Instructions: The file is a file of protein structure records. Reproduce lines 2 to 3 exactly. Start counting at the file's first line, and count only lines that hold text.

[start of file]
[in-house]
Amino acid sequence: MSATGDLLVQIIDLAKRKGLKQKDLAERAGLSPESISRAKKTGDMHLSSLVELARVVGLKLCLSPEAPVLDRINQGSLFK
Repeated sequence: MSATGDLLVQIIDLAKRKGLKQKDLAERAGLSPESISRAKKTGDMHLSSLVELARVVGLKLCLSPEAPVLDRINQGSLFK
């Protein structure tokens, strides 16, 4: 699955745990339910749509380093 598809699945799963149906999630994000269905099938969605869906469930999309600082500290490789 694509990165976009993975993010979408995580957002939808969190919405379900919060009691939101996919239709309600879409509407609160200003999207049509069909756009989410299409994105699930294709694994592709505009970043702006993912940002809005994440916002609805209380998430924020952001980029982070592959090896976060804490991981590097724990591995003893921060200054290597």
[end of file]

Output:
Amino acid sequence: MSATGDLLVQIIDLAKRKGLKQKDLAERAGLSPESISRAKKTGDMHLSSLVELARVVGLKLCLSPEAPVLDRINQGSLFK
Repeated sequence: MSATGDLLVQIIDLAKRKGLKQKDLAERAGLSPESISRAKKTGDMHLSSLVELARVVGLKLCLSPEAPVLDRINQGSLFK